Being a stay at home mom can present unique challenges when you’re ready to go back into the workforce. Employers will notice a gap in your employment, and your skillset or certifications may be out of date.
Fortunately, it’s entirely possible to craft a resume that puts your best foot forward, particularly if you take some time to build on your current skills. Read on to find out what you should be including and what to leave out - and for some helpful tips to keep in mind as you get ready to look for a new position. Plus, we've also included a free resume template in Word or Google Docs format that you can use as a starting point.
A free stay at home mom resume template
Before we dive in to our recruiter perspectives, here's a sample resume for a stay-at-home mom or parent. Feel free to use it as inspiration as you write your own resume (download links below).
Mind your 'employment' gap
Do resume gaps matter? Sure — to some extent. Recruiters will want to know what's up with an employment gap, but it won't be prohibitive on its own. The key is to explain it, which is easily done when you're a stay at home mom (keep scrolling for detailed tips on how to do this).
Beyond the gap in your work with an employer, the most important thing to demonstrate to the hiring manager is that your skills are current. If you have done recent volunteer work, you should definitely include it. Freelance work that is related to the position you’re aiming at is also great to include.
If your skills aren’t current, read on to find out how to build your skills and add to your resume appropriately.
Read more: How to list gaps on a resume
How to list being a stay at home mom on a resume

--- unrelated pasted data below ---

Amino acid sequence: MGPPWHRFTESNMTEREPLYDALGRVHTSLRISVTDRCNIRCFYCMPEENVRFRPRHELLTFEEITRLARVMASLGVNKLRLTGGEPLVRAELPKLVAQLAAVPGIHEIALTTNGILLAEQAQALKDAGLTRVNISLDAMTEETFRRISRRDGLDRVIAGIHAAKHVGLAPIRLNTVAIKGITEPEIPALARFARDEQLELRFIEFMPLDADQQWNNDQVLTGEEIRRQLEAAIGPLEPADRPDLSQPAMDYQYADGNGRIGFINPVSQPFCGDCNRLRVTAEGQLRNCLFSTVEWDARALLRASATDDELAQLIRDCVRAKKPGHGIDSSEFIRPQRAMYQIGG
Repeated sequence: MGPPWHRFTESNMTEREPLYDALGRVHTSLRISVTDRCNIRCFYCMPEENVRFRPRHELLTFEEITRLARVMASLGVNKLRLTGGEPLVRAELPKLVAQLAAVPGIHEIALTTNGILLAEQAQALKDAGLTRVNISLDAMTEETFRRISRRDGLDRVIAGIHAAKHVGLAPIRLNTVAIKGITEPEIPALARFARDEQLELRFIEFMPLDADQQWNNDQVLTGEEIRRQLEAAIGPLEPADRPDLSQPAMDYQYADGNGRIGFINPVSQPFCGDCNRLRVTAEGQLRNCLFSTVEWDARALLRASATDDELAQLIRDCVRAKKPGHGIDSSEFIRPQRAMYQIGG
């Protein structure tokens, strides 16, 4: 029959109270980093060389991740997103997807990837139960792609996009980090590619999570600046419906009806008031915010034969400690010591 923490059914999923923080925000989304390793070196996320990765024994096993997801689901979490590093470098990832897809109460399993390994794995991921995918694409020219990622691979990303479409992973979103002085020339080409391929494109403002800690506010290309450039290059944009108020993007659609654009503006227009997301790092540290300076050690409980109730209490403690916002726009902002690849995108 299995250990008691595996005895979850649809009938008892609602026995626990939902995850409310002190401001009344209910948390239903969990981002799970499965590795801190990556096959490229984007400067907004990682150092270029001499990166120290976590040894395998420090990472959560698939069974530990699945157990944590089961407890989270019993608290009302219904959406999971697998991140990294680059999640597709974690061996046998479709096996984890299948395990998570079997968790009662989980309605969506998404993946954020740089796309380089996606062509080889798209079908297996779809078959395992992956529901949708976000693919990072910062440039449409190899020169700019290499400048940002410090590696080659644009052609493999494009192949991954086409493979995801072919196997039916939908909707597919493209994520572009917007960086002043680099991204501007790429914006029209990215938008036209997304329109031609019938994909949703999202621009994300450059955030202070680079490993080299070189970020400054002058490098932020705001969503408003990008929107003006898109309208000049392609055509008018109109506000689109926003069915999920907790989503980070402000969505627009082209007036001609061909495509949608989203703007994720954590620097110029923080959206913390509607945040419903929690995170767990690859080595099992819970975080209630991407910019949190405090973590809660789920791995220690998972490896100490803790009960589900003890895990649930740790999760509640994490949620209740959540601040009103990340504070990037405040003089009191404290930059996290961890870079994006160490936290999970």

If you want to include your work as a stay at home mom in your work experience, you should consider doing it in a format similar to this example:
Rather than “Growthsi” and the title below it, you could enter “Stay at home parent” (like in the following example), the dates of your time at home, and bulleted accomplishments along the lines of “Maintained a blog on parenting tips featuring 50+ articles averaging X page views” or “Created a 100+ member Facebook group providing support for stay at home parents” or how you’ve established and run an Etsy shop. Anything you include should be relevant to the job or position you’d like to apply for (with similar skills engaged).
Avoid including your stay-at-home mom experience as a 'work experience' or 'professional experience' — instead, like above, use an 'Other Experience' section title.
Building your skills while looking for a job as a stay at home parent
Just because you haven’t been with an employer for a while, you can still hone your skills, take courses, and potentially work on freelance projects during your job search. Each approach helps build your competency level in the eyes of hiring managers by demonstrating that you’re in touch with your skills.
One avenue to consider is looking for volunteer opportunities around your community. Non-profit organizations and parent/child-oriented groups are always looking for assistance with conducting outreach, fundraising, and holding events. If you’re interested in marketing, for example, helping to promote the Parent-Teacher Organization’s upcoming dance by creating and distributing flyers is definitely something you can include on your resume.
Read more: How to list volunteer work on your resume
Take a course
Depending on the field you’re interested in, it may help to look for relevant courses (either online or at nearby colleges). Some community colleges offer adult education courses to learn basic computer applications such as Microsoft Word, which will help with all kinds of office work. If you’re more advanced, you can look for courses in a wide variety of fields, from computer programming to graphics arts. If you have more time to invest, consider enrolling for a two-year degree if your field of interest would benefit from it.